Gaston Glock: Inventor of popular handgun dies aged 94

Austrian billionaire Gaston Glock.
Image caption,Austrian billionaire Gaston Glock

By Annabelle Liang

Business reporter

Gaston Glock, the Austrian engineer who invented the Glock handgun, has died aged 94.

The Glock company said in a statement that its founder’s life’s work would “continue in his spirit”.

The weapon has been used by armed forces, security personnel, gun owners and criminals around the world.

Its rise was cemented by American pop culture and appearances in Hollywood blockbusters including science-fiction action film The Matrix Reloaded.

Despite the popularity of his creation, Glock has been described as a reclusive billionaire who spent most of his time at a lakefront estate in Austria.

He was rarely in the news, only making headlines when a book about his business was published in 2012, after a divorce from his first wife in 2011 and when a business associate tried to have him killed in the late 1990s.

In the latter incident, the hired attacker, a professional wrestler, beat him seven times on the head with a rubber mallet but Glock, then 70, fought back and managed to knock out his assailant.

“Gaston Glock charted the strategic direction of the Glock Group throughout his life and prepared it for the future,” the company said.

It added that its leader had “revolutionised the world of small arms” and “succeeded in establishing the Glock brand as the global leader in the handgun industry”.

A Glock pistol on sale in California.
Image caption,A Glock pistol

Glock, who was born in 1929, studied mechanical engineering at a college in Vienna. He later founded a consumer goods business in a town outside the Austrian capital.

In the early 1980s, the business branched into military supplies and answered a call from the Austrian army that was looking to update its pistols.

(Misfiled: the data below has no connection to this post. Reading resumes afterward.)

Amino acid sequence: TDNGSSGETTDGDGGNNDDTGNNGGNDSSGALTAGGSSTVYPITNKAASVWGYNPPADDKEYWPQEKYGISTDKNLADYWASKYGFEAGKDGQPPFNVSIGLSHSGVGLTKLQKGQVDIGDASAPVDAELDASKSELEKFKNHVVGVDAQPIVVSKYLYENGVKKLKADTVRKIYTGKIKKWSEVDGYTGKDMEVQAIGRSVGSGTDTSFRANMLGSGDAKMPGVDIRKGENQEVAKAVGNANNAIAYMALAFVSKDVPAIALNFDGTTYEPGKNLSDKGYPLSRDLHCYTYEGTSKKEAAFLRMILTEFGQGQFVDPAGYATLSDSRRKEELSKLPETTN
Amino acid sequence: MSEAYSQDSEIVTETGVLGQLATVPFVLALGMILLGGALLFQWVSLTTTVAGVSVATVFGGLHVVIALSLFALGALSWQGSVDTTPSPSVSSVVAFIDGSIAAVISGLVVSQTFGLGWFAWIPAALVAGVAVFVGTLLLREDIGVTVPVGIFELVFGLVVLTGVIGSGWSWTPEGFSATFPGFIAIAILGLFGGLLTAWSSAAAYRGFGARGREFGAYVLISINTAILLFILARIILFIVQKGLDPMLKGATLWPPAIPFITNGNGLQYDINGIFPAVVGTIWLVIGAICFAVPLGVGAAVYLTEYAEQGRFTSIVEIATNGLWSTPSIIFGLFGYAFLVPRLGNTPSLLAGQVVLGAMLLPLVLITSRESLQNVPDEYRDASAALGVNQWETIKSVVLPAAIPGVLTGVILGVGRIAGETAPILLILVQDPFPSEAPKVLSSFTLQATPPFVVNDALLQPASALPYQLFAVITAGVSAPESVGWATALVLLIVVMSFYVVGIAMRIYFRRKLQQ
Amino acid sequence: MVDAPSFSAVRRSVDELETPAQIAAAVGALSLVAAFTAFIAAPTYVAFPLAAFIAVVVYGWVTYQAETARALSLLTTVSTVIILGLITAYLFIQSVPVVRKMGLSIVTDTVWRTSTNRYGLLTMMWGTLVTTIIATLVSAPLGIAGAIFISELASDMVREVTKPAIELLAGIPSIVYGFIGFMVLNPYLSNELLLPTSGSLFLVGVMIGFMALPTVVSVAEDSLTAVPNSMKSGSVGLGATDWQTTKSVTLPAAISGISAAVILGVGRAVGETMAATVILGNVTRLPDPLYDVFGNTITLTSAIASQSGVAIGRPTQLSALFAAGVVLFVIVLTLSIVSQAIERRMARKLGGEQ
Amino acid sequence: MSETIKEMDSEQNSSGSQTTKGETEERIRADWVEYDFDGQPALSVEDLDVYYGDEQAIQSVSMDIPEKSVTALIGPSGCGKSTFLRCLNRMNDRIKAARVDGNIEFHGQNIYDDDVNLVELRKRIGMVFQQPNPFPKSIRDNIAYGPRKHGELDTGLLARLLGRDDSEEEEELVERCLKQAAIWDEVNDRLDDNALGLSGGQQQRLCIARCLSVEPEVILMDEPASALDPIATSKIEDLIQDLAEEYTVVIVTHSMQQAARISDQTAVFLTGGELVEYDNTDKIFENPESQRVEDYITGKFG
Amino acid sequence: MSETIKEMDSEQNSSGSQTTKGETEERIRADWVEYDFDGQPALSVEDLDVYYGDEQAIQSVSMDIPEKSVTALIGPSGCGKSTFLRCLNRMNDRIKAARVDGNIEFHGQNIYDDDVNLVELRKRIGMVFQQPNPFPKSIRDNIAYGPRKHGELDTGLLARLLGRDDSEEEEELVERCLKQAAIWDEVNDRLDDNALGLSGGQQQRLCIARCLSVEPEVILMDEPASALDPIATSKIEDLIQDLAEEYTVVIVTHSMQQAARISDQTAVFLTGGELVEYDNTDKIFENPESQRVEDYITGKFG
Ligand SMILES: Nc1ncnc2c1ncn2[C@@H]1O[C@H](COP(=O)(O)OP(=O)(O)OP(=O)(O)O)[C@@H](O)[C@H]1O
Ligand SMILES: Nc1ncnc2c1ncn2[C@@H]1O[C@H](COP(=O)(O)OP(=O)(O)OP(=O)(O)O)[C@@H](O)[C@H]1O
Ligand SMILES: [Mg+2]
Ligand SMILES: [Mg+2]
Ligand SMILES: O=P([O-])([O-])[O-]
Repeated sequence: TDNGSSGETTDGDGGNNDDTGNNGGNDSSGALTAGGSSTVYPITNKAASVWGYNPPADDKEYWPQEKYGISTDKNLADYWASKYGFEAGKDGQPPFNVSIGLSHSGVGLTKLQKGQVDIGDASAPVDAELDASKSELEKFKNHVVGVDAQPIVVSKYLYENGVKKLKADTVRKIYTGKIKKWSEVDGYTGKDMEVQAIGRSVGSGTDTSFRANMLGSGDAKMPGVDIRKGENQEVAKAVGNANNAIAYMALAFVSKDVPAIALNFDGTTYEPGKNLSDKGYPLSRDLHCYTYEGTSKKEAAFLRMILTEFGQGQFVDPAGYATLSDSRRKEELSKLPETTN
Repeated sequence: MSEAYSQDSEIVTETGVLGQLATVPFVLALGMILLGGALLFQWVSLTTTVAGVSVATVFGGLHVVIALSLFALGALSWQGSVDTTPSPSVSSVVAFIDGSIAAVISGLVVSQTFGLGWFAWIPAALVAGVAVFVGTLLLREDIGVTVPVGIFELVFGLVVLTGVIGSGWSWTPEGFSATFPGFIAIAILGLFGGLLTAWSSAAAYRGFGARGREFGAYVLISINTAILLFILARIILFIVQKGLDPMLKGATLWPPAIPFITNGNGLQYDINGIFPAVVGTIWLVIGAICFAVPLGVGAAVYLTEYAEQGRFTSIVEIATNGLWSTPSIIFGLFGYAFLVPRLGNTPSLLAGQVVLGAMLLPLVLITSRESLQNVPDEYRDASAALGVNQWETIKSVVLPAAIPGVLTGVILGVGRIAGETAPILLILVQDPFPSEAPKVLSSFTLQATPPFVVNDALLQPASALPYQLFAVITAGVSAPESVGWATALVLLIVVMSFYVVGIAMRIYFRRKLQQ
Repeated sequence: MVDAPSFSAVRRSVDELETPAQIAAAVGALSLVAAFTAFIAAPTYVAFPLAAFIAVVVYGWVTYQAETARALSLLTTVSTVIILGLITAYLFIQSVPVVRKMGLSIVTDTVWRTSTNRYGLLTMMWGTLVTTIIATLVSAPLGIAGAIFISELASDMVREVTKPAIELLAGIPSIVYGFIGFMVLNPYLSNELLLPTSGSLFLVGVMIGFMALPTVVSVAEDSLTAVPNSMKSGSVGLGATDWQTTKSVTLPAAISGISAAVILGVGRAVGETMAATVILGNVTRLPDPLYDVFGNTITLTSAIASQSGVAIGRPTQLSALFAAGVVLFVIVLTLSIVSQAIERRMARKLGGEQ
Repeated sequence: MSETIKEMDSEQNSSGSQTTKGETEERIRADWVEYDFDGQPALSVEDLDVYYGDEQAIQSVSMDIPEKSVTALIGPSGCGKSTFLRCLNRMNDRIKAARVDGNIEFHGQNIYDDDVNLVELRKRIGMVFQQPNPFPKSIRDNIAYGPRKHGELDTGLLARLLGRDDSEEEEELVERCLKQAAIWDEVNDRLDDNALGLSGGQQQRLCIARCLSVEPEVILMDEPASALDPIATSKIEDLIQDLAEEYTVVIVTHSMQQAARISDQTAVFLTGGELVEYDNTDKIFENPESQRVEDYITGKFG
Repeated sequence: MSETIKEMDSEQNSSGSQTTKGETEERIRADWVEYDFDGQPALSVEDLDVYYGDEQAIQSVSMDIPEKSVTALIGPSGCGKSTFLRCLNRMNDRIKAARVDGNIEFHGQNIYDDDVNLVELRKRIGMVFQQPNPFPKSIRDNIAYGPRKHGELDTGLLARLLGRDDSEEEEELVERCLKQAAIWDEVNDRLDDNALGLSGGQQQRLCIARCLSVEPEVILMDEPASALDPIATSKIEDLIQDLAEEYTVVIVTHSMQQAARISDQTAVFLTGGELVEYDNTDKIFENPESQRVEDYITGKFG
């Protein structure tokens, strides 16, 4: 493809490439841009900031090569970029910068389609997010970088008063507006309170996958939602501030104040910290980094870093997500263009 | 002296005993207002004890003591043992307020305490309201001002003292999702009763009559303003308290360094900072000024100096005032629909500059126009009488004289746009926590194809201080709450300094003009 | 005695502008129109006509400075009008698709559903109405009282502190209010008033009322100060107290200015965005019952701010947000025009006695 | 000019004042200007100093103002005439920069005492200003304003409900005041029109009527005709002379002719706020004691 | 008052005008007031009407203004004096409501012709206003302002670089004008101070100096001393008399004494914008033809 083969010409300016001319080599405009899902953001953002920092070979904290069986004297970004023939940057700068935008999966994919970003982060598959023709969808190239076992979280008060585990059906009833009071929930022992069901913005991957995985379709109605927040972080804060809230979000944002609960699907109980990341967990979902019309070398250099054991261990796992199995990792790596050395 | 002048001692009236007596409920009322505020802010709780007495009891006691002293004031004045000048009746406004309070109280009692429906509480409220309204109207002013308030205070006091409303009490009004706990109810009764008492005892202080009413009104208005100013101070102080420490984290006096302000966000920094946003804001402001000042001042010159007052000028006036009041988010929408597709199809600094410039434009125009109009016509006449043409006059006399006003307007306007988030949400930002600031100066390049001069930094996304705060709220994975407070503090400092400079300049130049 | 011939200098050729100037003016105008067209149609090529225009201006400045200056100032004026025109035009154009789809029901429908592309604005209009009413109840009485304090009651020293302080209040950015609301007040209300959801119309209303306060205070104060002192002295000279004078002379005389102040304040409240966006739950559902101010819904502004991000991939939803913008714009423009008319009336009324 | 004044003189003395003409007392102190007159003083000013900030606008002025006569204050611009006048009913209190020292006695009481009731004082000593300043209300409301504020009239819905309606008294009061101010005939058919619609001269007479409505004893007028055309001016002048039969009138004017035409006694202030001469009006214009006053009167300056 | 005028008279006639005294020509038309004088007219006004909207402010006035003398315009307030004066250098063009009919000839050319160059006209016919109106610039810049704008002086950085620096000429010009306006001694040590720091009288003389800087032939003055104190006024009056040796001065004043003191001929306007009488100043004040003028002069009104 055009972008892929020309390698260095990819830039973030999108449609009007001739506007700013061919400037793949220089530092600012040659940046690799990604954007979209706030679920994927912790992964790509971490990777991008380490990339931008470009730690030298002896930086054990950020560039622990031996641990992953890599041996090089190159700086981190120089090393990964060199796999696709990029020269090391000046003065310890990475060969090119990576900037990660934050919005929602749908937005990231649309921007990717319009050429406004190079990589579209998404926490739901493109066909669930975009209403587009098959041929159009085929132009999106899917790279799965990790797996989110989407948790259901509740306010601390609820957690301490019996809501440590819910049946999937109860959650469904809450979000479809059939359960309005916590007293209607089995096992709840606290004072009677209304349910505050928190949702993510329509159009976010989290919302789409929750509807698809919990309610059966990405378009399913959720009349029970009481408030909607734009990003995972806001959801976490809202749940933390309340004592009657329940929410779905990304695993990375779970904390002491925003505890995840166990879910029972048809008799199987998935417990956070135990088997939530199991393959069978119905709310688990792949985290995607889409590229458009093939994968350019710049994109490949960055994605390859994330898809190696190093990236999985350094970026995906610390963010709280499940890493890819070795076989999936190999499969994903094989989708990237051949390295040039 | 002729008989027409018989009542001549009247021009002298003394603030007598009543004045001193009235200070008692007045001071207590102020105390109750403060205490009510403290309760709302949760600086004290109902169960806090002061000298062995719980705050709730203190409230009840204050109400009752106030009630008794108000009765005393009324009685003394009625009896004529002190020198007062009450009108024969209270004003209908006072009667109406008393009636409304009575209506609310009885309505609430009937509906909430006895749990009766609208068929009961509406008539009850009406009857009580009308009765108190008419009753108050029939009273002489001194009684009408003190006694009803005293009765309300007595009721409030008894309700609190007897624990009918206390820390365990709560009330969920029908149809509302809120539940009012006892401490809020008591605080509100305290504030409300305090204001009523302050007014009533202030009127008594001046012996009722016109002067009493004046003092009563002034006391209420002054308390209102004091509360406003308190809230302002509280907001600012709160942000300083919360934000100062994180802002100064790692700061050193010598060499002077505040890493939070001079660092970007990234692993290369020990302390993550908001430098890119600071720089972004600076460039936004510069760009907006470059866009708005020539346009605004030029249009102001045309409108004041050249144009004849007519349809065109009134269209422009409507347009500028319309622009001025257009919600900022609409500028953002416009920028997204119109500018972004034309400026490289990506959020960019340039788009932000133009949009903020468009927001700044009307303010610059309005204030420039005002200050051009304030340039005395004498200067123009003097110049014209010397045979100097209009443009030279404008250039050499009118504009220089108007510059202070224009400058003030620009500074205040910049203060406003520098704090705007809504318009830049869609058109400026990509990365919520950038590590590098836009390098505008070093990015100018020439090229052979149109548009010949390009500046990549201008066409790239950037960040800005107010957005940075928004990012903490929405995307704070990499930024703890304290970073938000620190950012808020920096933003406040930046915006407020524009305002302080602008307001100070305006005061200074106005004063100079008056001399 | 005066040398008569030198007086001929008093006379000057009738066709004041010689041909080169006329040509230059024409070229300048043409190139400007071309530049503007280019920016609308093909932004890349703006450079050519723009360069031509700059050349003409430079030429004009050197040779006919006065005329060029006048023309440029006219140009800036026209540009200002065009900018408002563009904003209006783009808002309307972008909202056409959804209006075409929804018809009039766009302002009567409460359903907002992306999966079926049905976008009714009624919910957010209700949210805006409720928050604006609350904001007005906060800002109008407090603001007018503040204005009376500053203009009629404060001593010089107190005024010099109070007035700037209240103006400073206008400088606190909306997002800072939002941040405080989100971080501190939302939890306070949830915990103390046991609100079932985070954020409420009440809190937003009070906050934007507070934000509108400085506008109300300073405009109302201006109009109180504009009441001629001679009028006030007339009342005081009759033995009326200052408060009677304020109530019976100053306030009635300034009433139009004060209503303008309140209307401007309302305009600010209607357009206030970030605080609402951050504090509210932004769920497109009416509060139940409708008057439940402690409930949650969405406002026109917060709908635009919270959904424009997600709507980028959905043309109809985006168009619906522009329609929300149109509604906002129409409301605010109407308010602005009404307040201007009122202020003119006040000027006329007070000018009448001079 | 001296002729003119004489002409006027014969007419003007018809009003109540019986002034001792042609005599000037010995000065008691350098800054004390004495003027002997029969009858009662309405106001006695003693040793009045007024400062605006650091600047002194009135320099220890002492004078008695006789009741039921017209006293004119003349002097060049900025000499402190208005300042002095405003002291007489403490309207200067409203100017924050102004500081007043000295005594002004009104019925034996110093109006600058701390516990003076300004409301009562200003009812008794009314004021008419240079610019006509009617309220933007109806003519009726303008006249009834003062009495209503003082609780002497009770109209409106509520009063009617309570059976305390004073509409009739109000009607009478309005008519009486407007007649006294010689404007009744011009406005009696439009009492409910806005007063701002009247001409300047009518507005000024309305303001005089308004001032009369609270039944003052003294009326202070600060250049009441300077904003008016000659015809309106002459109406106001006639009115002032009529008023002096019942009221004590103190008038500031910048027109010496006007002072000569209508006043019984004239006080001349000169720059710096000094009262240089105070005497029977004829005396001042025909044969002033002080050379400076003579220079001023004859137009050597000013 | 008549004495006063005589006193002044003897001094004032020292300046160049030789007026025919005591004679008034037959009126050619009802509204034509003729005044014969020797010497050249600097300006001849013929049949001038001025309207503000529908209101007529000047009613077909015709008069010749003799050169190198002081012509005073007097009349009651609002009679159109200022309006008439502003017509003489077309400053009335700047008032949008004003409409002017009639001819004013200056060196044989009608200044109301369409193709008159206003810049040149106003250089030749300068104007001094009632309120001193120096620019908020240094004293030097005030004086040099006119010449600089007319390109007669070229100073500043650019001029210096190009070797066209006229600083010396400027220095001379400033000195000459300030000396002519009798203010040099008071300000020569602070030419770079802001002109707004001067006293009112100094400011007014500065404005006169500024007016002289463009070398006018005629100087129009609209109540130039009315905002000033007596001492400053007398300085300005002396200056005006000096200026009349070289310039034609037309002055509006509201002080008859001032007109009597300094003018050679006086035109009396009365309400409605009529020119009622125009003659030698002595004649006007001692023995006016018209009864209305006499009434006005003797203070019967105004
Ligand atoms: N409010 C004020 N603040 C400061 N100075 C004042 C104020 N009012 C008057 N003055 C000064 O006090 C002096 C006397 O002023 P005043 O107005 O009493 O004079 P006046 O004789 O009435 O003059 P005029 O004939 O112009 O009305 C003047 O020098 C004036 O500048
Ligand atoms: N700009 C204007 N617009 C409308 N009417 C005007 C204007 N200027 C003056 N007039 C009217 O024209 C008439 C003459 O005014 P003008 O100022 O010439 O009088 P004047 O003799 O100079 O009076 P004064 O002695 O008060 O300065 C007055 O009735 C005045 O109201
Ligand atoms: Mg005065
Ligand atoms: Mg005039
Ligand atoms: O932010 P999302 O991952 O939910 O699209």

Glock designed and patented a lightweight 9-millimetre semiautomatic handgun, which could fire 18 rounds and be easily reloaded.

The gun gained a loyal following among military and police personnel worldwide.

Paul Barrett, the author of Glock: The Rise of America’s Gun, wrote that the weapon had become “the Google of modern civilian handguns: the pioneer brand that defines its product category”.

Forbes estimated Glock’s personal fortune at $1.1bn (£863m) in 2021.

The Glock also found a place in US pop culture. “Get yourself a Glock and lose that nickel-plated sissy pistol,” actor Tommy Lee Jones said in the 1998 movie US Marshals.

American rappers Snoop Dogg and Wu-Tang Clan also worked the gun into their rhymes.

The weapon was also featured in Hollywood blockbusters including action films Terminator 3: Rise of the Machines and The Matrix Reloaded.

A scene from The Matrix Reloaded
Image caption,Hollywood blockbuster The Matrix Reloaded featured the Glock

Over the years, gun-control advocates have criticised Glock for popularising a weapon which was easy to conceal, all while holding more ammunition than similar guns.

It has received its share of controversy. The Iraqi dictator Saddam Hussein was found by US soldiers hiding with a Glock in a hole in the ground in 2003.

In 2018, a US Marine Corps veteran with suspected mental health issues killed 12 people in a busy bar in California, including a policeman.

Ian David Long legally owned a Glock semi-automatic handgun, which had an extended magazine that is illegal in the state of California.

Meanwhile, a US gun company faced backlash for producing a customised Glock pistol that looked like a children’s toy made of Lego.

Glock rarely responded to criticism from gun control campaigners. He also refused to join other weapon manufacturers who signed a voluntary gun control deal with the US government in 2000.

He is survived by his wife, a daughter and two sons.

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